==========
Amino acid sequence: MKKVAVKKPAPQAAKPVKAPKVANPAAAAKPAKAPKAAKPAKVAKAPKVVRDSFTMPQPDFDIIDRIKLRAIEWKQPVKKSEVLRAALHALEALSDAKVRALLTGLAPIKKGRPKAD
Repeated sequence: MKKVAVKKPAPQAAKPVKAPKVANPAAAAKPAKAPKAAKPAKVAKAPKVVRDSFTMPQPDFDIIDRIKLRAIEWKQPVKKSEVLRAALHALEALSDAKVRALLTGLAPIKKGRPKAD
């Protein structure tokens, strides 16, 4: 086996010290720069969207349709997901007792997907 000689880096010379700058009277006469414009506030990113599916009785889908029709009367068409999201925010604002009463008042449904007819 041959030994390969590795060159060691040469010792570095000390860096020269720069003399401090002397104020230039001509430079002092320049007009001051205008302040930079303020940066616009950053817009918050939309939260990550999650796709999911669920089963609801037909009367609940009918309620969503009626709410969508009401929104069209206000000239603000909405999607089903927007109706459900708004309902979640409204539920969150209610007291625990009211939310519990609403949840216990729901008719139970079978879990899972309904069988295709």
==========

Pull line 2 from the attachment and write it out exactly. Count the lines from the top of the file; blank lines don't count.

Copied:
Repeated sequence: MKKVAVKKPAPQAAKPVKAPKVANPAAAAKPAKAPKAAKPAKVAKAPKVVRDSFTMPQPDFDIIDRIKLRAIEWKQPVKKSEVLRAALHALEALSDAKVRALLTGLAPIKKGRPKAD